April 17, 2012
He who pays the piper calls the tune.
That’s just as true in politics as in the world of music. Large campaign contributions buy influence; everybody knows that, especially those who make or receive such gifts.
And lax campaign finance regulations are a big reason Albany has been beholden to special interests for so long. New York has the highest limit in the country on how much an individual can give to a statewide candidate; the ceiling of $60,800 for such a race is more than 12 times the national median.
That means undue influence for well-heeled donors. A study by the nonprofit New York Public Interest Research Group found that the biggest donors in 2011 include real estate interests, public employees’ unions, the trial lawyers and the health-care industry. Just 127 big donors, the study found, gave more than a third of all money raised by state-level candidates and political parties.
These funds weren’t given out of selfless devotion to the public weal. On the contrary, some big donors also spent a bundle on lobbying — another way of buying influence. The outsized role of money in New York politics breeds cynicism by signaling voters that they count for little. And it has helped drive up taxes as politicians vie to curry favor with donors.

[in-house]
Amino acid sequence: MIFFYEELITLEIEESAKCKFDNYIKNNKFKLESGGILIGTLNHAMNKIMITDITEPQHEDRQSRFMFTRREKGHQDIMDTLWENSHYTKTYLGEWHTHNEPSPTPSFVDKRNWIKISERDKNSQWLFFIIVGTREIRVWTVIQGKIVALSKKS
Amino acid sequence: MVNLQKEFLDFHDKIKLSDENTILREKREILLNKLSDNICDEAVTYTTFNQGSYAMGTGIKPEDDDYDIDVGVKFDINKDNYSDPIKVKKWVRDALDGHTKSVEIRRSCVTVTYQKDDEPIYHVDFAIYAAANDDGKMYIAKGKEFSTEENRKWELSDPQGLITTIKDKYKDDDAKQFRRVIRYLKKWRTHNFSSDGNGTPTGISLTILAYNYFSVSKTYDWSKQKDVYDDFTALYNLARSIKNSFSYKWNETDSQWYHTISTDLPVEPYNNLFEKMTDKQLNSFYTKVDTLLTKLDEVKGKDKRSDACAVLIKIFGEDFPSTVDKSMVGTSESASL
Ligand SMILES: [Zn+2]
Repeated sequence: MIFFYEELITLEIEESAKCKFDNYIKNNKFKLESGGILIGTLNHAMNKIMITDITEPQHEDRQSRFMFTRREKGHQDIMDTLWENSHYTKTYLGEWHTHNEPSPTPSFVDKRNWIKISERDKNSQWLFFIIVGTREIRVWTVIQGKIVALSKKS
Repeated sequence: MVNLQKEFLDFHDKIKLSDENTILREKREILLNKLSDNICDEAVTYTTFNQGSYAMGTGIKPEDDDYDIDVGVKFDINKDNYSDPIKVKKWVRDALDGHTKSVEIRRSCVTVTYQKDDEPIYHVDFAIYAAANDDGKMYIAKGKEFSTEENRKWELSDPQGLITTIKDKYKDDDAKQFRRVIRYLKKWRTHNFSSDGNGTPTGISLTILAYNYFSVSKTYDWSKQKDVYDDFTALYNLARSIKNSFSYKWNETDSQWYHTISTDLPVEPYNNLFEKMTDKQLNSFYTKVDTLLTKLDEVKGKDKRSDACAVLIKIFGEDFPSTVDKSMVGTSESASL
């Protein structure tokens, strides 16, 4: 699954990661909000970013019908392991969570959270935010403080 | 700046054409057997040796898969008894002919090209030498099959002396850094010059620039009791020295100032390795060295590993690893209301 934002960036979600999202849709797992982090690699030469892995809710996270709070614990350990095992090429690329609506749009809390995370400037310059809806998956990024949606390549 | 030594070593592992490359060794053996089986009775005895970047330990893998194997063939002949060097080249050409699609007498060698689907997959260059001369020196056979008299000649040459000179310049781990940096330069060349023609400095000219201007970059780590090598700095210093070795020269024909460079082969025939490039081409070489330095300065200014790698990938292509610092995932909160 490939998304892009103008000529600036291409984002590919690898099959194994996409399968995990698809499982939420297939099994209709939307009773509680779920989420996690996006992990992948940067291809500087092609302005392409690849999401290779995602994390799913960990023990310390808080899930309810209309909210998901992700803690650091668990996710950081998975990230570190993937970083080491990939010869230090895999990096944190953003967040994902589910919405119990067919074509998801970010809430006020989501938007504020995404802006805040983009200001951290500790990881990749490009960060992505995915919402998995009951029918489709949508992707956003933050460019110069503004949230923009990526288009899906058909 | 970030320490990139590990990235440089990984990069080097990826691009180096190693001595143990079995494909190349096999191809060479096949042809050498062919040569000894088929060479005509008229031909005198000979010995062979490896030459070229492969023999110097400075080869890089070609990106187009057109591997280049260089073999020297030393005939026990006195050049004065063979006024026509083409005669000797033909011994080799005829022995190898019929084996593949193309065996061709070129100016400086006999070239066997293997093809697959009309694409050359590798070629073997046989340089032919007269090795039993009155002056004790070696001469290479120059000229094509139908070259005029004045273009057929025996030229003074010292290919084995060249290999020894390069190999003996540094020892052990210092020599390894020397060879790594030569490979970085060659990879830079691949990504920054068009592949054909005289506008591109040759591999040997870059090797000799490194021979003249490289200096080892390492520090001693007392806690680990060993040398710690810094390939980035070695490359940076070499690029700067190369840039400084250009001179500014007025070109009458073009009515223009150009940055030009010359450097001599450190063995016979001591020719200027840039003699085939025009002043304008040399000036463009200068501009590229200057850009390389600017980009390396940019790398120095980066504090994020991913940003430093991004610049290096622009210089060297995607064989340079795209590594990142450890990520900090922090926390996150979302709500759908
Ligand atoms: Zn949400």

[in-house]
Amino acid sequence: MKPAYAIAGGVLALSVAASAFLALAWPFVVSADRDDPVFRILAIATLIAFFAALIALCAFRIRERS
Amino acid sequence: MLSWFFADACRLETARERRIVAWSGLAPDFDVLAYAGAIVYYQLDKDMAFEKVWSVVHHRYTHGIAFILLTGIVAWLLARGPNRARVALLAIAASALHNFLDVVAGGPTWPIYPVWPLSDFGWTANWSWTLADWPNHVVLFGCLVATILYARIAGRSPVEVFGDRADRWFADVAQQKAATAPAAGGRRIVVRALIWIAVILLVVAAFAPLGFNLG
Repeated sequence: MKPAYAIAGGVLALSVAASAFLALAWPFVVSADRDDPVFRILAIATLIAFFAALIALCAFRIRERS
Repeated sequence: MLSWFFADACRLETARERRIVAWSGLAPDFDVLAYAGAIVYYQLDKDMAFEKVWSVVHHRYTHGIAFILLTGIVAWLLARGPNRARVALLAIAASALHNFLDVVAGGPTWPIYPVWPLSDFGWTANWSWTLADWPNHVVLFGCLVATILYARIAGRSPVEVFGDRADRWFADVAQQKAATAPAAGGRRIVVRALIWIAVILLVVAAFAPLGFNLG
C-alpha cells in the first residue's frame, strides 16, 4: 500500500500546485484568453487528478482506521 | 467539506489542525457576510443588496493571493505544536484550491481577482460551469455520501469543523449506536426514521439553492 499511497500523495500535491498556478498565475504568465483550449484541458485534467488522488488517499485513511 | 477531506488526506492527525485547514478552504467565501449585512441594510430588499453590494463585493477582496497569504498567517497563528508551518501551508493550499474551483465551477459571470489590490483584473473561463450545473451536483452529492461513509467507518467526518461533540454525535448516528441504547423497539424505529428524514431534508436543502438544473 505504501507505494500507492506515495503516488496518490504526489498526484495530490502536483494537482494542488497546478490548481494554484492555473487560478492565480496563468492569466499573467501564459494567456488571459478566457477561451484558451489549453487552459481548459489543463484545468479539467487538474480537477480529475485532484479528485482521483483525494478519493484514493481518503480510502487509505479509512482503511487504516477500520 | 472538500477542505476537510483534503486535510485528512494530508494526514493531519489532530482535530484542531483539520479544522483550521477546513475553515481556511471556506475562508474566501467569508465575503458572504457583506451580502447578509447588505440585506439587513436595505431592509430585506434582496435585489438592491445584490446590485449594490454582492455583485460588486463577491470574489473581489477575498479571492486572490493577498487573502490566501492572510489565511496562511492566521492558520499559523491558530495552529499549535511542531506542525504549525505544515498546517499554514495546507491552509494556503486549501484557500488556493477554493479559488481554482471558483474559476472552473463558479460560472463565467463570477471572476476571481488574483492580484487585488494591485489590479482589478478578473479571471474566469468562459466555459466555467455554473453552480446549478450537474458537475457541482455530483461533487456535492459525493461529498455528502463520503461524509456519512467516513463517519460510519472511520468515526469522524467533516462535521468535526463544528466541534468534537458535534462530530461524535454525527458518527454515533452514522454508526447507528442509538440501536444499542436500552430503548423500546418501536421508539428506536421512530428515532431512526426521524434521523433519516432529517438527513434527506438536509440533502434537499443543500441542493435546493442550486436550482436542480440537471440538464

This page has advocated campaign financing reform for New York approximately since the glaciers retreated from Long Island. Reform has also been supported by such groups as NYPIRG, Citizens Union and the Brennan Center for Justice at New York University. Now a group of prominent New Yorkers has formed a promising new coalition to push for change in this arena, and we wish them every success. It’s called New York Leadership for Accountable Government, and it will spend more than $1 million to press Gov. Andrew M. Cuomo and the legislature to adopt a campaign finance system like the one Cuomo advocated in his State of the State address in January.
New York City already has such a system. There, candidates who agree to live by limits on spending can get $6 in public funds for every dollar donated by city residents. But only the first $175 of each person’s giving is matched. The system thus encourages small donations by those who live in the place where the election is at stake. New York’s supernaturally wealthy mayor notwithstanding, campaign finance reform has helped reinvigorate democracy there without unconstitutionally limiting free speech.
A larger torrent of money than ever before is already distorting the presidential campaign this year, thanks in part to the unfortunate consequences of a sound decision by the Supreme Court in the Citizens United case, which opened the floodgates for donations to “super PACs” that are supposedly independent of candidates. Clearly, reforms are needed at the federal level as well.
Closer to home, Cuomo has made real strides in putting the public’s interest first in Albany, but there’s no guarantee these gains will survive him without campaign finance reform. In his own campaign, Cuomo promised to push for public financing if elected. Such talk is always music to our ears. Better still would be action to make it a reality.